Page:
by Chris Cowland –
I’ve been an accountant for 44 years, and every April I feel sorry for myself and bemoan my choice of career, until I think back on some of my previous jobs.
Student loans were uncommon in England in the 1970s, so I had to work to pay for my university tuition. Building sites were a ready source of short-term employment, and one of the better-paying jobs was to be a “hod carrier.” Bricks had to be carried manually up ladders to the bricklayers perched high on scaffolding. A hod is a three-sided box attached to an ash pole. It held 12 six-pound bricks, so I would have to hoist this 82-pound weight onto my shoulder, support it with one hand as I ran up the ladder, unload, then repeat. Tricky even on a warm summer’s day, and not much fun in the rain or on a frosty morning!
I ran out of money during a motoring trip round Europe, and found a cleaning job in a French hotel. Armed with a ladder, some rags and a bucket of water and vinegar, my first task was to wash every window in the hotel, inside and out, by hand. The windows were filthy, but I took great pride in restoring them to a pristine sparkle using the old trick of rubbing them with a newspaper after washing. For some reason, paper towels leave streaks, but newspaper works like magic. My next job was to clean the inside of the stainless steel vents above the cook stove in the restaurant. The caked-on grease was over an inch thick, and most of it fell on me as I scraped it off. I felt like one of those chimney sweep boys used in London after the Great Fire of 1666.
But by far the worst job I ever had was the one week I spent as a milkman. Milk in those days came in one-pint glass bottles, with either a silver top (regular) or gold top (Jersey cream). It was delivered right to your doorstep every day at around 5 a.m. Comedian Benny Hill portrayed this role in a romantic light, suggesting that scantily clad housewives would beckon the milkman inside for a quick cup of tea, or something equally warming … not my experience!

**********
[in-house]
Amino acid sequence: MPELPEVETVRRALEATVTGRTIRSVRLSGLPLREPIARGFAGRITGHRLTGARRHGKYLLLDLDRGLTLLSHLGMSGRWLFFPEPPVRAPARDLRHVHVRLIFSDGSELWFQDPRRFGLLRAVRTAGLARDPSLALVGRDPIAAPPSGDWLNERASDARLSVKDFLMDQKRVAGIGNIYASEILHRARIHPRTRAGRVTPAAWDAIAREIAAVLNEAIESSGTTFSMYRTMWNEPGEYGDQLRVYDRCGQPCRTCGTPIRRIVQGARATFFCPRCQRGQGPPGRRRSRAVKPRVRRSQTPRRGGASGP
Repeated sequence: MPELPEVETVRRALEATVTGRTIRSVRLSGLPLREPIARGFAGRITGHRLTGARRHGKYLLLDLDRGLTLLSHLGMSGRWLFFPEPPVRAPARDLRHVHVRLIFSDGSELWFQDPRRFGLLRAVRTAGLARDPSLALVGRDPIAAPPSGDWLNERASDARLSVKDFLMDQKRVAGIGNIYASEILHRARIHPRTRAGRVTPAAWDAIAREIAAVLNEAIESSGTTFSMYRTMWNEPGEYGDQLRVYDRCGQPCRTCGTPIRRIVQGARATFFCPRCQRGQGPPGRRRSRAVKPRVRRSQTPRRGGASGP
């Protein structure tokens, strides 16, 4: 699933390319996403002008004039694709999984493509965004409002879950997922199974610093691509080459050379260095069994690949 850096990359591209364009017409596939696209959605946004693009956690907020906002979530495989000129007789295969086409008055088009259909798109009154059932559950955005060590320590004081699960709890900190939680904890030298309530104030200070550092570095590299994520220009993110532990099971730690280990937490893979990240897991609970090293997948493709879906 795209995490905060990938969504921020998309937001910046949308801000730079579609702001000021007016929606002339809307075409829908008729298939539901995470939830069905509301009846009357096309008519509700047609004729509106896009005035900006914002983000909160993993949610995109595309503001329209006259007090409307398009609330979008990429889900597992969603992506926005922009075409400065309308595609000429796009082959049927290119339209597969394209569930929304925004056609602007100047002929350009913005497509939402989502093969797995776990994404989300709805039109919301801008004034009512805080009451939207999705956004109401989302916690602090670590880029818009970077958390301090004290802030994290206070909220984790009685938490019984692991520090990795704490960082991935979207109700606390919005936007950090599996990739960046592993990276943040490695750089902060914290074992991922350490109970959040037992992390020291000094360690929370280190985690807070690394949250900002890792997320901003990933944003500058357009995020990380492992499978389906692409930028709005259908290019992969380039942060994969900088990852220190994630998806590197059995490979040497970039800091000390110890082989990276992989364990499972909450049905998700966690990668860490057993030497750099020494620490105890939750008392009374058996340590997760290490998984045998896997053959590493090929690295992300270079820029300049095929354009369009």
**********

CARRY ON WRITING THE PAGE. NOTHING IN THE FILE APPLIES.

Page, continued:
My milk round started at 4 a.m., and I had three hours to deliver around 100 crates of milk to 800 households. It was pitch dark and raining heavily. Things quickly went sideways. I remember trudging up four flights of stairs in a block of flats with a broken lift, only to find a note outside room 405 requesting “One extra pint please.”
Reversing out, I failed to see a low brick wall, which I promptly demolished, and three crates of milk fell from the back of the truck and shattered on the ground. It took me nearly an hour to pick up the shards of glass in the darkness, and attempt to stand the wall back up.
When I returned to the depot, the manager gave me some excellent career counselling by advising me that I was “not cut out to be a milkman.” His words echo in my ear every April, and I pick up my next tax return with a huge smile on my face.